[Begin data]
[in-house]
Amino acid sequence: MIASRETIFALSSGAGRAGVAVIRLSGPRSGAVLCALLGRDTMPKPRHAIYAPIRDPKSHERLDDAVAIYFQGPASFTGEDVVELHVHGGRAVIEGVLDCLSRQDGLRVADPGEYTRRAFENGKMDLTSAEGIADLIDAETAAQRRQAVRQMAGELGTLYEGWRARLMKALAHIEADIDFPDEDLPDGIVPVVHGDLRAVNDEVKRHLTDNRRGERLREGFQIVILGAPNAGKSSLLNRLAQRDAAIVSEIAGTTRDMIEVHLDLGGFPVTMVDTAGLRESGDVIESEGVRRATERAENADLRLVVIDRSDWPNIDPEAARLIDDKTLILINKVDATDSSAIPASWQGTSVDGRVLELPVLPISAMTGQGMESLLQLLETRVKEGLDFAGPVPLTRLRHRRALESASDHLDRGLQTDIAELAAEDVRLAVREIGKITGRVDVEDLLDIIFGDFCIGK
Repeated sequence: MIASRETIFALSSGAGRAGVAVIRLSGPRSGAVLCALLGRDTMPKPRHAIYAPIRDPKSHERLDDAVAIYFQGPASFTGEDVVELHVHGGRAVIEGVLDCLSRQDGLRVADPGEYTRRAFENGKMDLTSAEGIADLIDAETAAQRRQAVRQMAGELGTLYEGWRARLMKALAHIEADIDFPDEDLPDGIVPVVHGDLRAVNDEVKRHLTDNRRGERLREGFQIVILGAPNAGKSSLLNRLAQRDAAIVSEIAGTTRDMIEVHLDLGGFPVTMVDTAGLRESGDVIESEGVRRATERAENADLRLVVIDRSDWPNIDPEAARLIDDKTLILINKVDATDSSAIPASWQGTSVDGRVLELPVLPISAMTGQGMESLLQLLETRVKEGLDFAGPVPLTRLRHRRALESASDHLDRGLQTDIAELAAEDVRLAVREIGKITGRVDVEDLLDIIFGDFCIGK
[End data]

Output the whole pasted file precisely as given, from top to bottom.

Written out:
[in-house]
Amino acid sequence: MIASRETIFALSSGAGRAGVAVIRLSGPRSGAVLCALLGRDTMPKPRHAIYAPIRDPKSHERLDDAVAIYFQGPASFTGEDVVELHVHGGRAVIEGVLDCLSRQDGLRVADPGEYTRRAFENGKMDLTSAEGIADLIDAETAAQRRQAVRQMAGELGTLYEGWRARLMKALAHIEADIDFPDEDLPDGIVPVVHGDLRAVNDEVKRHLTDNRRGERLREGFQIVILGAPNAGKSSLLNRLAQRDAAIVSEIAGTTRDMIEVHLDLGGFPVTMVDTAGLRESGDVIESEGVRRATERAENADLRLVVIDRSDWPNIDPEAARLIDDKTLILINKVDATDSSAIPASWQGTSVDGRVLELPVLPISAMTGQGMESLLQLLETRVKEGLDFAGPVPLTRLRHRRALESASDHLDRGLQTDIAELAAEDVRLAVREIGKITGRVDVEDLLDIIFGDFCIGK
Repeated sequence: MIASRETIFALSSGAGRAGVAVIRLSGPRSGAVLCALLGRDTMPKPRHAIYAPIRDPKSHERLDDAVAIYFQGPASFTGEDVVELHVHGGRAVIEGVLDCLSRQDGLRVADPGEYTRRAFENGKMDLTSAEGIADLIDAETAAQRRQAVRQMAGELGTLYEGWRARLMKALAHIEADIDFPDEDLPDGIVPVVHGDLRAVNDEVKRHLTDNRRGERLREGFQIVILGAPNAGKSSLLNRLAQRDAAIVSEIAGTTRDMIEVHLDLGGFPVTMVDTAGLRESGDVIESEGVRRATERAENADLRLVVIDRSDWPNIDPEAARLIDDKTLILINKVDATDSSAIPASWQGTSVDGRVLELPVLPISAMTGQGMESLLQLLETRVKEGLDFAGPVPLTRLRHRRALESASDHLDRGLQTDIAELAAEDVRLAVREIGKITGRVDVEDLLDIIFGDFCIGK